Zhaire put his fair share of defenders on posters during his only season at Texas Tech.

Put a body on Smith or else.

Smith’s biggest impact last season was on the defensive side on the ball. He quickly established himself as one of the best defenders in the country despite his young age and being undersized. Smith guarded one through four in college and was typically tasked with guarding the opponent’s best player. Here he is hounding Jalen Brunson, the Naismith Player of the Year last season.

Zhaire also gave top five pick Trae Young fits in their matchup last season.

Once again.

You get the idea. Zhaire was a lockdown defender last season, and he has the potential to be one in the NBA. Zhaire never gave up on any plays defensively, just like on the offensive side of the ball.

Between the duo of Zhaire and Markelle Fultz, opposing players are never going to be comfortable when in transition against the Sixers.

If you are going to go into the paint against Zhaire, you better go up strong. Because if you don’t, he will let you know.

Another area where Zhaire excelled were closeouts. Smith turned open shots into contested shots in the blink of an eye. He makes it extremely difficult for his opponents to get off a clean look. A remarkable rotation here results in Smith blocking what looked to be a wide open 3.

Zhaire turns this wide open three into a heavily contested one in an instant. There’s no hesitation from the shooter, Zhaire just was that quick.

This is just an incredibly recovery by Zhaire.

2018-19 Season Outlook

Obviously, Zhaire will miss the first part of the season as he continues to recover from his broken foot. Brett Brown has said that he expects Zhaire back at some point in December, barring setbacks (there will obviously be setbacks). Smith will be among the youngest players in the NBA this season. He will be 19 for the entirety of his rookie year, barring a Finals appearance. This will be important to remember as the season goes on. Expecting too much from him too soon is unrealistic and will likely leave you disappointed.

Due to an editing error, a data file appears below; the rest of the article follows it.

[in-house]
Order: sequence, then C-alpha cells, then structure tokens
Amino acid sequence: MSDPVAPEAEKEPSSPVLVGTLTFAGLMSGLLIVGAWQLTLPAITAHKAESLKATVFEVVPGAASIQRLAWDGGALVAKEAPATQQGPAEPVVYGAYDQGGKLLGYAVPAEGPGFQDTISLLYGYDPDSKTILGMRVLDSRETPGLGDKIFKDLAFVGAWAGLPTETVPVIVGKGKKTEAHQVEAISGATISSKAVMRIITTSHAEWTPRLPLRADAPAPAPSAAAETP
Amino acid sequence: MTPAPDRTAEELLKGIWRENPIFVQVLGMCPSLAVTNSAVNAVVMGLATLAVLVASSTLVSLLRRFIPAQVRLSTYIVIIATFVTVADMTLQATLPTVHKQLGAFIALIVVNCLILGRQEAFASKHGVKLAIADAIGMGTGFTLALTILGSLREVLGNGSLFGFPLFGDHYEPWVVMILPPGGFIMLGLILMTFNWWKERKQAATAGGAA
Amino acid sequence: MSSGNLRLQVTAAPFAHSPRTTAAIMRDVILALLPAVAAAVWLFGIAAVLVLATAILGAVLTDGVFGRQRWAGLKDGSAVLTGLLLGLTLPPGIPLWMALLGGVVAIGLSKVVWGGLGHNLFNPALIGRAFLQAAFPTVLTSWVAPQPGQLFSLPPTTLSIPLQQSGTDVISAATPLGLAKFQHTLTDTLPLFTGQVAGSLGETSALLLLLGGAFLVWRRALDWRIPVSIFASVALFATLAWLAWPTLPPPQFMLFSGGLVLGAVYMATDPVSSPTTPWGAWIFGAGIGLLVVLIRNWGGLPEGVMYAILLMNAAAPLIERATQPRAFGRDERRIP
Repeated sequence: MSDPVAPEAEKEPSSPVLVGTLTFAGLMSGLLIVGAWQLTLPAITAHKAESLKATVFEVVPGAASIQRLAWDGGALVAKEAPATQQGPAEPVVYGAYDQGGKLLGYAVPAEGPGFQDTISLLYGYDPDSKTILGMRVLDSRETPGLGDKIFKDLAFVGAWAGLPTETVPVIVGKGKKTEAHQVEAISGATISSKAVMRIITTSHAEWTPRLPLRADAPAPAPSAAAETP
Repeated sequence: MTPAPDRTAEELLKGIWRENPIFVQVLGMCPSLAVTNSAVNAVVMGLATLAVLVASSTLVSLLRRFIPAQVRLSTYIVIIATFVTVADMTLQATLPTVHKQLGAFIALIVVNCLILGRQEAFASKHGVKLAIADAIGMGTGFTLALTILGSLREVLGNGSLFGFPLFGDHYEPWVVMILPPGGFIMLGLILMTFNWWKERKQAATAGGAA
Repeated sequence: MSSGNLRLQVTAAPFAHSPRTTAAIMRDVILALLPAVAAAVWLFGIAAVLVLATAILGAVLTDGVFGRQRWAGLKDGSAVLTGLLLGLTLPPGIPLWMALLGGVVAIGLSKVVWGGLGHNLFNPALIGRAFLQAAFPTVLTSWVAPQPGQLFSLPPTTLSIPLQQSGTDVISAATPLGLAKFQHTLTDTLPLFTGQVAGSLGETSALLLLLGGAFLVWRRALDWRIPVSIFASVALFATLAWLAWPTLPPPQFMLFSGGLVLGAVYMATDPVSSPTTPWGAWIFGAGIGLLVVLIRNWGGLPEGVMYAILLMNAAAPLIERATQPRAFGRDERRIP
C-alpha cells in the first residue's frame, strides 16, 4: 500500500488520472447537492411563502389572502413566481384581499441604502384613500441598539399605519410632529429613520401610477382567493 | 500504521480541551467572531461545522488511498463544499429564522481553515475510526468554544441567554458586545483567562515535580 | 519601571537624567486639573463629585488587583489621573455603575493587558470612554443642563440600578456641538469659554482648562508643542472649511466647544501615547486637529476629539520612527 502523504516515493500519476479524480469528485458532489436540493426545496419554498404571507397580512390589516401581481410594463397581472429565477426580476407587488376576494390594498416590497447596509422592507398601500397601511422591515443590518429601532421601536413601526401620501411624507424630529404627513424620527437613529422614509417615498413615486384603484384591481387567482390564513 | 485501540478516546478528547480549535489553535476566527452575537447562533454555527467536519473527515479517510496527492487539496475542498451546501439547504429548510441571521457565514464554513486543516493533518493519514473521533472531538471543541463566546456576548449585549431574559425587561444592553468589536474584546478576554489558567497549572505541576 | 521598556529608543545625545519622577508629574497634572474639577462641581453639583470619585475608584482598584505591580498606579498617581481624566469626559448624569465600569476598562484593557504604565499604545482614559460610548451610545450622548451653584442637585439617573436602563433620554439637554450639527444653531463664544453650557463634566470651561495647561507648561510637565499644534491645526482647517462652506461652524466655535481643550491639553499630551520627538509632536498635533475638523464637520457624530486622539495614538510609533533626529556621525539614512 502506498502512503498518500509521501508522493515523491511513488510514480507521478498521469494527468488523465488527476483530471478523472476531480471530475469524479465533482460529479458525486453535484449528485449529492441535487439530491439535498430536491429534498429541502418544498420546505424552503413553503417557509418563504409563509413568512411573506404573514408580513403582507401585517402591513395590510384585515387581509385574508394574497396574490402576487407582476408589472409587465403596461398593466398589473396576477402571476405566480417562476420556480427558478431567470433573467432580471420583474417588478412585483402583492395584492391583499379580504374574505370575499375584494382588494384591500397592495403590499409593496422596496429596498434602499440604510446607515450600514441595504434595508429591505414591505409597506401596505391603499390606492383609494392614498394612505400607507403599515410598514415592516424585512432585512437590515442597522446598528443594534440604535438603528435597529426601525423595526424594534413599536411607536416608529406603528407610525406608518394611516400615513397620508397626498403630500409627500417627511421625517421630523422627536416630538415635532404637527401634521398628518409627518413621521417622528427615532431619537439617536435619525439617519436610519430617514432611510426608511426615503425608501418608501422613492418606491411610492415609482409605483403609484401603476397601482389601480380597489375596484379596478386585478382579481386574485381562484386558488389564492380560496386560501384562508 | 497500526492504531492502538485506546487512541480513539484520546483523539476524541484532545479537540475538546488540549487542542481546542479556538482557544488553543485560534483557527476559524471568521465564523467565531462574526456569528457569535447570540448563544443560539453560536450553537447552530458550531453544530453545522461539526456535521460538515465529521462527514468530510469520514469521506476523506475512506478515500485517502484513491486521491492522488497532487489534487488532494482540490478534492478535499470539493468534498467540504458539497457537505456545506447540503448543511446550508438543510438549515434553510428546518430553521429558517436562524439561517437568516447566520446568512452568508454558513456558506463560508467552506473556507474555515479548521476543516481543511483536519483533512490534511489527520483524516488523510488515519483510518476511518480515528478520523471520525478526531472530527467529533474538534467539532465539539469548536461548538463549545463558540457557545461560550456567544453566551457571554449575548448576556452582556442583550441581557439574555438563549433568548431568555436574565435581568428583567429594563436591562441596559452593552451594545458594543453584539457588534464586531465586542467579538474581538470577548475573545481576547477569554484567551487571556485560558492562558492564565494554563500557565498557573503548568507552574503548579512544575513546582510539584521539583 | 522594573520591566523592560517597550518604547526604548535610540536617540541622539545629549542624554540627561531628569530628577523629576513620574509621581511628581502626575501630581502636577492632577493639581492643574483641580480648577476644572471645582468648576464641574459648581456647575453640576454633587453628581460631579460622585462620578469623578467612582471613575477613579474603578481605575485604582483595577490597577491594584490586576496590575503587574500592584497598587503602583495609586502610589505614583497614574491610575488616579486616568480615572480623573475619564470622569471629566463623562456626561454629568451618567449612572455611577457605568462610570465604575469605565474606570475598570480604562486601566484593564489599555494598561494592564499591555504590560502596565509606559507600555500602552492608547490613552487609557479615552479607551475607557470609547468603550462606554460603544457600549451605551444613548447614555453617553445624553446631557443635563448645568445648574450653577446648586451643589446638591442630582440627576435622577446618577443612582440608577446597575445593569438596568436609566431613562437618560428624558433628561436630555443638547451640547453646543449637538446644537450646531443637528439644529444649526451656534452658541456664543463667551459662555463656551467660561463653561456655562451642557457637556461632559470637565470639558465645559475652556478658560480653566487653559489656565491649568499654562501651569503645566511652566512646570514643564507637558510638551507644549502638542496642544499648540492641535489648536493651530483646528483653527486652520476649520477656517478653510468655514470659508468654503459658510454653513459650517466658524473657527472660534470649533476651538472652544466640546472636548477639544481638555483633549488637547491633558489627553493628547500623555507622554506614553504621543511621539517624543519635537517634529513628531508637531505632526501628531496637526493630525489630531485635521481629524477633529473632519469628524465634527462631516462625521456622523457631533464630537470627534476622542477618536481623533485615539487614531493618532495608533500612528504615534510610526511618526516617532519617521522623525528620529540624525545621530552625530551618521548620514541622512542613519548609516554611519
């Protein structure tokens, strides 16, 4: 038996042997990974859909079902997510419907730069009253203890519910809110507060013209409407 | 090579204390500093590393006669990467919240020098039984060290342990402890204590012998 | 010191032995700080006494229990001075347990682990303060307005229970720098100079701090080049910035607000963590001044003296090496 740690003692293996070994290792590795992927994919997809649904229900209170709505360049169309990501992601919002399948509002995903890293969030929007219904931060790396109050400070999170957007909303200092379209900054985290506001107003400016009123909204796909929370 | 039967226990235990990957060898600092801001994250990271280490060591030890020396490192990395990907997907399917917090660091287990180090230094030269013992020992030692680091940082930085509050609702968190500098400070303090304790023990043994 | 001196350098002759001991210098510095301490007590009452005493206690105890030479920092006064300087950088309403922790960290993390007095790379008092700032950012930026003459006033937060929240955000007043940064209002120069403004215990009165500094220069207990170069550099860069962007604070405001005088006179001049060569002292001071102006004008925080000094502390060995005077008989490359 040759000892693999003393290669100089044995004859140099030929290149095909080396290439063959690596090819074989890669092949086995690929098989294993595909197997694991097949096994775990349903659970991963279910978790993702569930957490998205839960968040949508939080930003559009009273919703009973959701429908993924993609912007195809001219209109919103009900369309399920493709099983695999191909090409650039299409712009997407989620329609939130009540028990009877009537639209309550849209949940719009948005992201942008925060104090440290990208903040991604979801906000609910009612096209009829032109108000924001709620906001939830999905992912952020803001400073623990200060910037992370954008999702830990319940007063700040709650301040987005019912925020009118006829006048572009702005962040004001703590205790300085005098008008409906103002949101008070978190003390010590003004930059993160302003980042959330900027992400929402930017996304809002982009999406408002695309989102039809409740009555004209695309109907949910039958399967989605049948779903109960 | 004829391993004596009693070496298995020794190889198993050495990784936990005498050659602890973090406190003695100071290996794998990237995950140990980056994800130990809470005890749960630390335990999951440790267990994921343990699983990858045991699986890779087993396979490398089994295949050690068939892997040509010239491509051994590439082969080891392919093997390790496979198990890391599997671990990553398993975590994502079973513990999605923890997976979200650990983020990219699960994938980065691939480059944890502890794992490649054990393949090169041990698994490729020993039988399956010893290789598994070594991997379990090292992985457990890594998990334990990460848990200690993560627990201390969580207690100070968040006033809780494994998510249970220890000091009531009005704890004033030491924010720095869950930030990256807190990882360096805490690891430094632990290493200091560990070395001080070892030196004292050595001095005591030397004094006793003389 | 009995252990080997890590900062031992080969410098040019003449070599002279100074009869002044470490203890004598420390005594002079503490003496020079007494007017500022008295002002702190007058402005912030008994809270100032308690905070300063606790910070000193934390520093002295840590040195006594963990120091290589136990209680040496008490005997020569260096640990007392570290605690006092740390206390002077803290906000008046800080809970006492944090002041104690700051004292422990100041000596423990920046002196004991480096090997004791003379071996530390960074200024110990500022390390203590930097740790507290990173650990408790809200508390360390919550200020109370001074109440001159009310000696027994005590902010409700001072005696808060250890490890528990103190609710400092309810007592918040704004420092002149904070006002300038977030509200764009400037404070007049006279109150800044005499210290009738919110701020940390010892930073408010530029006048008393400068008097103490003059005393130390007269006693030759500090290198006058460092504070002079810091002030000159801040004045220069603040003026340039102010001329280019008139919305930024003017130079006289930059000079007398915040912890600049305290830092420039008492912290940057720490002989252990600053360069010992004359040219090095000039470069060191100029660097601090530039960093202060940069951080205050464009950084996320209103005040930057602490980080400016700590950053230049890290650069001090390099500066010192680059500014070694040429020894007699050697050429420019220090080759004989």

Regardless, Zhaire should play a role as soon as he gets healthy. His defense will be very valuable in short spurts. Depending on Markelle Fultz’s development, I’d expect Smith to get around ten minutes or so this season, at least to start. I’ll say some raw numbers of 4.6 PPG, 3.1 RPG, 2.4 APG, and 0.8 SPG. It’s unreasonable to think that he can play a significant role right away, so if he can get the aforementioned 10 minutes or so a game, we should be very happy with those numbers combined with solid defensive effort.

Wilson Chandler has a checkered injury history, which will make Zhaire’s presence even more important. In the event Chandler were to go down, the Sixers would be playing some combination of Furkan Korkmaz/Jerryd Bayless/Landry Shamet serious minutes. If Chandler goes down for an extended period of time before Smith returns, that would be scary for the Sixers.

Obviously, those last two paragraphs sound familiar. Only expected to play around ten minutes. Defense will be valuable but too raw to play significant minutes offensively. Will need an injury to be thrust into a serious role. Why does it sound so familiar? Because Texas Tech believed the same thing last season. Hopefully, Zhaire surprises again his rookie year.


Editor’s Note: Beginning September 27 and continuing up until the start of the season, we will be profiling each member of the current 76ers’ roster. Be sure to check out our schedule below and hear what our writers expect from our Sixers players.

September 27 Jonah Bolden October 8 Wilson Chandler
September 29 Shake Milton October 10 JJ Redick
September 30 Zhaire Smith October 11 Robert Covington
October 1 Furkan Korkmaz October 13 Dario Saric
October 3 Amir Johnson October 14 Markelle Fultz
October 4 Mike Muscala October 15 Ben Simmons
October 6 Landry Shamet October 16 Joel Embiid
October 7 TJ McConnell

Mike Chiodo

Trusting the Process since May 10, 2013. Would give my life for Robert Covington. Follow me on Twitter @MHC_76.